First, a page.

This piece was originally featured on Computer Weekly.
I recently attended a conference with technology founders from Silicon Valley, New York, London and other global hubs. I was not surprised to find that the diversity of the crowd resembled that of the UN General Assembly.Having started successful tech companies in healthcare, finance, HR, retail and more – I loved hearing how these entrepreneurs leveraged their unique cultural experiences and global awareness to tackle some of the world’s most challenging issues. Many of these entrepreneurs moved to the U.S. to pursue their business dreams as they knew no such opportunities would be afforded to them in their own countries. Which brings me to the very important – and timely topic – of immigration and how to bring together diverse cultures in the workplace.
According to research by the National Foundation for American Policy, immigrants have founded more than half of US technology startups that are valued at $1bn or more. Similarly, more than 40% of Fortune 500 companies were founded by immigrants or children of immigrants – and these companies employ more than 10 million people around the world. This isn’t new but it seems more relevant than ever before.
Research shows that immigrants are more likely to recognise and develop successful business ideas. They are able to transfer their knowledge across borders and cultures, can examine challenges from a different perspective and can use their diverse experiences to drive creativity.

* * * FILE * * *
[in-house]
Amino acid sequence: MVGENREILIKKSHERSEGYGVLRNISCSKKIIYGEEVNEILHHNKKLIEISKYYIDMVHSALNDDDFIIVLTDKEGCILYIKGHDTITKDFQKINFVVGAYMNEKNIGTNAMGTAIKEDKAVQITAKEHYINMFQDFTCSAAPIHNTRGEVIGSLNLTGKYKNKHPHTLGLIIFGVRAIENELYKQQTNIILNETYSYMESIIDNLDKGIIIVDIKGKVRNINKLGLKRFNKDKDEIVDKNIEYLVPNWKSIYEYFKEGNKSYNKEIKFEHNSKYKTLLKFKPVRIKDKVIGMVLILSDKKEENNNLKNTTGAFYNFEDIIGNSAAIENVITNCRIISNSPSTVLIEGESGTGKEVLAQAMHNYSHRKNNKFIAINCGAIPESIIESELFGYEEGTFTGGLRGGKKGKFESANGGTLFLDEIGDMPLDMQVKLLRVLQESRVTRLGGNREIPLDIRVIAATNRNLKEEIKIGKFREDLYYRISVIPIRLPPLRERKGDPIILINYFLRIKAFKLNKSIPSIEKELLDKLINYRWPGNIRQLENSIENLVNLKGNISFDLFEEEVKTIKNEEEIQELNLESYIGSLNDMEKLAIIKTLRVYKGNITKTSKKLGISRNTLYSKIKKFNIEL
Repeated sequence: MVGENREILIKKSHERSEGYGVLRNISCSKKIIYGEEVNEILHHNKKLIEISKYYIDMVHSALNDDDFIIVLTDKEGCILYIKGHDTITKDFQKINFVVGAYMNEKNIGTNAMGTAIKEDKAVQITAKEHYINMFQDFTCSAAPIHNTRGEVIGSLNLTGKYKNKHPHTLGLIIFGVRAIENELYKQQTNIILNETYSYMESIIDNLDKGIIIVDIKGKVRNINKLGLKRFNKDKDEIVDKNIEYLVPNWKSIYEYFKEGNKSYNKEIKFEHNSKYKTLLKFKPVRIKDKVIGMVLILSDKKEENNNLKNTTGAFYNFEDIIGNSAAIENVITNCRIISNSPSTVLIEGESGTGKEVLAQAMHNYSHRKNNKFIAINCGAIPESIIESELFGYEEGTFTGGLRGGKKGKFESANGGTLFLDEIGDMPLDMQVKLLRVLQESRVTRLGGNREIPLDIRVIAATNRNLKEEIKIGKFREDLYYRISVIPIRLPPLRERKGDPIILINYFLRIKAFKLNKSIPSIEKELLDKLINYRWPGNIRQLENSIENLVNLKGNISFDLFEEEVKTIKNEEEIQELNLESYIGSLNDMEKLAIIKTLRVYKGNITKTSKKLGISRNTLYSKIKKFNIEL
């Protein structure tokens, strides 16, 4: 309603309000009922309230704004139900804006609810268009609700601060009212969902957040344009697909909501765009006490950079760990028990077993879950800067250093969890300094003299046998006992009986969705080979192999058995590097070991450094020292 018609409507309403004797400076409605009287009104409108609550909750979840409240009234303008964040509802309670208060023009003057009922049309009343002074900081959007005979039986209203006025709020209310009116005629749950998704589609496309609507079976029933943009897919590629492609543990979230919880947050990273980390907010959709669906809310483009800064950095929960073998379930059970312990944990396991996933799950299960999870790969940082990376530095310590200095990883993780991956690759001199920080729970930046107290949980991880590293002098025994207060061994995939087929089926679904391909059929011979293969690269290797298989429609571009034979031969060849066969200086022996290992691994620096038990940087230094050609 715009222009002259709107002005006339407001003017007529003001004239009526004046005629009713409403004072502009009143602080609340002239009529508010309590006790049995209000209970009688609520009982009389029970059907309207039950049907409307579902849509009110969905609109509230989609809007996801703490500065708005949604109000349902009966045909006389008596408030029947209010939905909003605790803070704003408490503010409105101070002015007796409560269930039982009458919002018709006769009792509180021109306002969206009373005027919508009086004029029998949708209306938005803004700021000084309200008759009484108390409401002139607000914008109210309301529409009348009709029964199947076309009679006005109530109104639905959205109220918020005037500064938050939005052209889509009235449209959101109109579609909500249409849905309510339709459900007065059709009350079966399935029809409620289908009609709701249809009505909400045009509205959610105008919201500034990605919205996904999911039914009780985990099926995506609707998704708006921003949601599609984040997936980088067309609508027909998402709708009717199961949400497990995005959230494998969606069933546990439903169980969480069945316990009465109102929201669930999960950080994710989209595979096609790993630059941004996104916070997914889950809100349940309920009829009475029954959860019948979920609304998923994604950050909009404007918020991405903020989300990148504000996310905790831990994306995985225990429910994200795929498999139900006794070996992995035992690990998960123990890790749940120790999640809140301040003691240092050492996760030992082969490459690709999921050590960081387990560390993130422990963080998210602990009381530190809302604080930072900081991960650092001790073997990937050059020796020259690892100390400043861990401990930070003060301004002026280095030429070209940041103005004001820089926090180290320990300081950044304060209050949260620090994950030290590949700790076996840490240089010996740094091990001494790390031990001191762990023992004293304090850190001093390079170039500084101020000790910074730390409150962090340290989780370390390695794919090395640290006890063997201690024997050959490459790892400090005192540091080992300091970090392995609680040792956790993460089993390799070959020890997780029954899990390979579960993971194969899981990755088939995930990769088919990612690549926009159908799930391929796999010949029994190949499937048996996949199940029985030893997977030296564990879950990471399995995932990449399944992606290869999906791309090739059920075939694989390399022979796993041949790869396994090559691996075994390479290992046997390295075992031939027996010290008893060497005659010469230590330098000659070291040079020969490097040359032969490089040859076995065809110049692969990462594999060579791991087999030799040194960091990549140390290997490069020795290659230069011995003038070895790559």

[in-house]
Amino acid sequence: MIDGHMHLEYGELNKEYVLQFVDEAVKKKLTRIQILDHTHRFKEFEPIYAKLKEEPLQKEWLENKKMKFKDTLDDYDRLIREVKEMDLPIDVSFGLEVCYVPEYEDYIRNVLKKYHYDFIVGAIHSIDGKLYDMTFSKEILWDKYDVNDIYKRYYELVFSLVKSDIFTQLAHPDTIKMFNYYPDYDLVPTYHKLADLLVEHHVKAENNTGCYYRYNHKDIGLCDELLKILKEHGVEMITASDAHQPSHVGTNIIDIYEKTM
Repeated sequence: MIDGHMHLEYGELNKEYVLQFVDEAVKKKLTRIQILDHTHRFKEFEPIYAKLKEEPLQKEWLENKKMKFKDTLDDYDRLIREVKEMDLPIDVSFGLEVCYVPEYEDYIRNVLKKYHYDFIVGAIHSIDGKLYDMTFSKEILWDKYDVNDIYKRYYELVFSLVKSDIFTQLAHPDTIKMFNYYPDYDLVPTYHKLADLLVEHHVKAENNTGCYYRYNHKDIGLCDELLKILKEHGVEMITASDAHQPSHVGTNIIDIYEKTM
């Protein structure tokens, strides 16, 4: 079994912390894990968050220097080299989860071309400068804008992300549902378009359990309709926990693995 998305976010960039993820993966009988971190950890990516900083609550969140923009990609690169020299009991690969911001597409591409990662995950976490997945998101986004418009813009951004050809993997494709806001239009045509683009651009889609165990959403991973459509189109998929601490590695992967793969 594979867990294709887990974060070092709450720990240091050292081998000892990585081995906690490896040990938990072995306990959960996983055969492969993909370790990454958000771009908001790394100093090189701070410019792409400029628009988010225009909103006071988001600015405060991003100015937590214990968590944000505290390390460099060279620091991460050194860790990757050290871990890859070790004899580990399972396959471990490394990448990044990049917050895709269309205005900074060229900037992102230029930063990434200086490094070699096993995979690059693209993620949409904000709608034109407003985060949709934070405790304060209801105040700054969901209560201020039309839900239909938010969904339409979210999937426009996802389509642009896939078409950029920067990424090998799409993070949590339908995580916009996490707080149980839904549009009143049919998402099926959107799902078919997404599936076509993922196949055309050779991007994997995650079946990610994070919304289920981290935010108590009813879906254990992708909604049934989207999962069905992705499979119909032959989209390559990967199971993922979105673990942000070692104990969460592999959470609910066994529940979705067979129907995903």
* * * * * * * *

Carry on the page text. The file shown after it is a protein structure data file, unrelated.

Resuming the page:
These characteristics also apply to developing diverse workforces. The benefits of having multiple nationalities at a company are not only about skills – but the cross-cultural understanding, varying perspectives and global networks that comes from diversity in backgrounds and nationalities. This fosters innovation, risk-taking and problem solving – as well as tolerance – in technology companies.
By placing a specific emphasis on recruiting the most skilled candidates from anywhere in the world, companies can foster a culture that has many perspectives, constructive debate and a strong growth mindset – all things that are often an outcome of global mobility and diversity.
I believe there should be a more open, global and equal world where it is easier for employers to move their employees around the world. The right immigration policies can be the greatest form of economic empowerment for individuals, catalyst for entrepreneurship and are critical to multinational companies meeting their business objectives. As businesses continue to rapidly expand into new markets and seek opportunities across borders, the companies that are able to get the right talent to the right place at the right time will be more successful.
A multicultural workforce is the tech industry’s core competitive advantage. And companies around the world must continue to welcome people from many nationalities and backgrounds to drive innovation and cross-cultural understanding.